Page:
Yesterday I told you that I think obedience, which many parents seem to see as the highest value for their children, is overrated. Today I want to share a bit more about why I believe that, and what I hope for you instead.
I believe in empowerment. I believe God created each of us with the power to make real choices that affect our relationship with Him and the way we live our lives during the time that He gives us. I believe part of my job as your dad is to empower you in much the same way.
The problem is that for much of history, including the history that is still being made to this day, the prevailing belief has been that powerful people can only obtain and maintain their power at the expense of someone else’s. The “power over” dynamic has shaped human history and culture as long as humans have existed . . . all the way back to Cain and Abel.
But there is an alternative. I don’t want to exercise power over you. I want to exercise power with you.
What does a “power with” relationship look like?
For my relationship with you, I hope it looks something like giving you real choices over what we do with our time and our lives together, giving you the ability to exercise your preferences even when they are not mine, and gently exposing you to the consequences of your choices in ways you can handle, so you learn how to make wise, informed, educated decisions about your life.
What does that look like in practical terms? I don’t know yet. I’ve heard ideas I find attractive from other parents who believe this is important: like allowing their four-year-old input on when she goes to bed rather than mandating a “bedtime,” or allowing their seven-year-old to research and choose a location for the family to spend their summer vacation.
In truth, though, it will probably look different by the day, and will look different even from other families who hold the same values your mom and I do. The key is that – as I’ve tried to explain in my last few letters – neither of us wants to exercise power over you . . . to bend your will to ours simply because we can. Instead, we want to exercise power with you . . . to teach you how to be a powerful person who is able to make wise, well-considered decisions about his own life.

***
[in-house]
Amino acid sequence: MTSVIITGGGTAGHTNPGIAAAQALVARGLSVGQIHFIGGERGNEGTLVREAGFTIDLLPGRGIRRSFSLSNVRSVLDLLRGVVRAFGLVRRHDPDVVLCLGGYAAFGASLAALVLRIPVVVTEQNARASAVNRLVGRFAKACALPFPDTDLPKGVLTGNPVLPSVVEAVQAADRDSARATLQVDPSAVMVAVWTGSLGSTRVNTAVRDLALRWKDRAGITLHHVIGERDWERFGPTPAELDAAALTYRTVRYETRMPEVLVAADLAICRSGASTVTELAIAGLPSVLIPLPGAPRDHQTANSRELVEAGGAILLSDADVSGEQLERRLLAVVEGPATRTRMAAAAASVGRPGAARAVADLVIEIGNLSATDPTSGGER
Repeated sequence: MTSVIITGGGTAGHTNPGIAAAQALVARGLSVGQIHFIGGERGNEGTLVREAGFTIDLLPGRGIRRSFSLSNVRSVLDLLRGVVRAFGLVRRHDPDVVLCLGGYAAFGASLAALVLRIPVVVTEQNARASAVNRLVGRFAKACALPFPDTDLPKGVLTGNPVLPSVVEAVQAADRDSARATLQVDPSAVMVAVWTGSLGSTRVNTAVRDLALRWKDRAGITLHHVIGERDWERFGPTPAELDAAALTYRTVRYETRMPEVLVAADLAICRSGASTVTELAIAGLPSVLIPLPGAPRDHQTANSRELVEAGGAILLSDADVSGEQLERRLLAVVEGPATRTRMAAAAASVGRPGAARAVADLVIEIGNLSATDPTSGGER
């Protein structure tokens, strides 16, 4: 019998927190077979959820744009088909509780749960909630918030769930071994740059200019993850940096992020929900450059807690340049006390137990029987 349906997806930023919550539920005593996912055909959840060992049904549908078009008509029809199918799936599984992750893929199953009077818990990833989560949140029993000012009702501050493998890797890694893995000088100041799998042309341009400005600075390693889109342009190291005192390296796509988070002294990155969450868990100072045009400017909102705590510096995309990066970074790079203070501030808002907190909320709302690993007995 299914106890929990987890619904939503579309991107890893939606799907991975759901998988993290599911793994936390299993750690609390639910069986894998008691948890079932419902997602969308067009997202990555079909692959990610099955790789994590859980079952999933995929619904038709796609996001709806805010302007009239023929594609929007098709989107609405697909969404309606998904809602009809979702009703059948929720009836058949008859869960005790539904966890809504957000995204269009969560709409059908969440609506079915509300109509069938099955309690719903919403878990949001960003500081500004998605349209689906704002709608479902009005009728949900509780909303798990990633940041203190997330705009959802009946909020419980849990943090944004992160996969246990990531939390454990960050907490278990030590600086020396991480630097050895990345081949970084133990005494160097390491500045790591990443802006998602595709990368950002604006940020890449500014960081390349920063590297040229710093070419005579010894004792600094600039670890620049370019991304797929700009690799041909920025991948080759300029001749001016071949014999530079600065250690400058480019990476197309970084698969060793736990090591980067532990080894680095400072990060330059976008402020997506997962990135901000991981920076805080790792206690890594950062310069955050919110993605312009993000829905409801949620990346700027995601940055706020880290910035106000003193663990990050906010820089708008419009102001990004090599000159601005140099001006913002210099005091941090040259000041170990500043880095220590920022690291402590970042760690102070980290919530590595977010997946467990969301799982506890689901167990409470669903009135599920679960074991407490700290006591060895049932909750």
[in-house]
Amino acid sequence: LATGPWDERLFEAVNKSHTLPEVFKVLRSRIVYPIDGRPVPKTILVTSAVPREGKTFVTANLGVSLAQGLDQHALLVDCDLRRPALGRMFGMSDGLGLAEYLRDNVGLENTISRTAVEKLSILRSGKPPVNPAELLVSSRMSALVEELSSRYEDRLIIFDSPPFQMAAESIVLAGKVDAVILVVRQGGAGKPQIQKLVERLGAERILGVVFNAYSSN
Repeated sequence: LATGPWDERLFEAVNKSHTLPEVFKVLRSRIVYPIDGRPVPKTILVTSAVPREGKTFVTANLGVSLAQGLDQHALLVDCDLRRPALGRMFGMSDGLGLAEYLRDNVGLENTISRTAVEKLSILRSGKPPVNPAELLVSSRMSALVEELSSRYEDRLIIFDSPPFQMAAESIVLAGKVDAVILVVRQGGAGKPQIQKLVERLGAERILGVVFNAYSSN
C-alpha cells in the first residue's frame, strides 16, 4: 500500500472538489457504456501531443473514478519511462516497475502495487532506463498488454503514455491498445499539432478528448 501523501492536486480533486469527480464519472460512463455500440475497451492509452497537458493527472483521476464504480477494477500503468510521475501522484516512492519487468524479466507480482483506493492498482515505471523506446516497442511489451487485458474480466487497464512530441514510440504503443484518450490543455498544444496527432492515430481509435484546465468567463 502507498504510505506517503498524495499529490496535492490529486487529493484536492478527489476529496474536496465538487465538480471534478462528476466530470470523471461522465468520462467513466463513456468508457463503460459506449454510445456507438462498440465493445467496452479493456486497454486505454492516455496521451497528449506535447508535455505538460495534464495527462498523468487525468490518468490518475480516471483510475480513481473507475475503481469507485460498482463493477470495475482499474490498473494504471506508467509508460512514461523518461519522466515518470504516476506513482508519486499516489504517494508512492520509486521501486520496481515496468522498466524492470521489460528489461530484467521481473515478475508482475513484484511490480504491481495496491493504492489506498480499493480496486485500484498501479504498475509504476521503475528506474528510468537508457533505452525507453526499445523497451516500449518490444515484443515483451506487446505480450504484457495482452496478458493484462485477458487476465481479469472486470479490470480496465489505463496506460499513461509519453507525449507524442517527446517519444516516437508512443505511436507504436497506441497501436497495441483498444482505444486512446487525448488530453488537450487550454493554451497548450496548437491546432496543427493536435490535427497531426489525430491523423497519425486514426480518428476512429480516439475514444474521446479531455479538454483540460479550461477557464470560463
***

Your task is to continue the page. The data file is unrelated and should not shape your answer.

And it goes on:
It’s not going to happen all at once, of course. If you decide at age 10 that you think tattoos are cool and you’d like to go get one, I’m sorry. It’s not going to happen. What I will tell you if that situation arises is that a decision like that is fairly permanent – or at least fairly difficult to reverse – and that I’d prefer you wait until you’re 18 to make a decision with consequences that are that long-lasting. Then, if at 18 you still want a tattoo, I’ll drive you out to get one myself, even if I think it’s a bad idea at the time.
If, on the other hand, at age 10 you decide you want a particularly expensive pair of sneakers, even if my personal opinion is that they’re overly extravagant and a waste of money, rather than just telling you “no,” and rather than buying them for you myself, I will do everything in my power to assist you in finding ways to obtain the money you need to buy them on your own, through extra chores, mowing lawns, delivering papers or whatever courses of action are available to you to obtain for yourself the resources to facilitate your own desires.
It’s also not going to look the same for every decision. If you decide while you’re still living in my home that smoking marijuana is an attractive habit to adopt, I will explain to you that you are free to make your own decisions of that magnitude when you’re out on your own and the potentially drastic consequences of that decision affect only yourself, but a decision like that has legal ramifications for myself and the rest of our family if I allow you to engage in illegal activity in my home with my knowledge. Part of “power with” is ensuring that both your needs and mine are met to the best of our collective abilities to meet them . . . so I’m not going to overcompensate by letting your need to make your own decisions damage my need to protect the rest of my family.
In general, though, when I have the ability to do so without long-lasting, drastically harmful results to you and others, I want to empower you to make your own choices.
To me, that’s what “power with” looks like.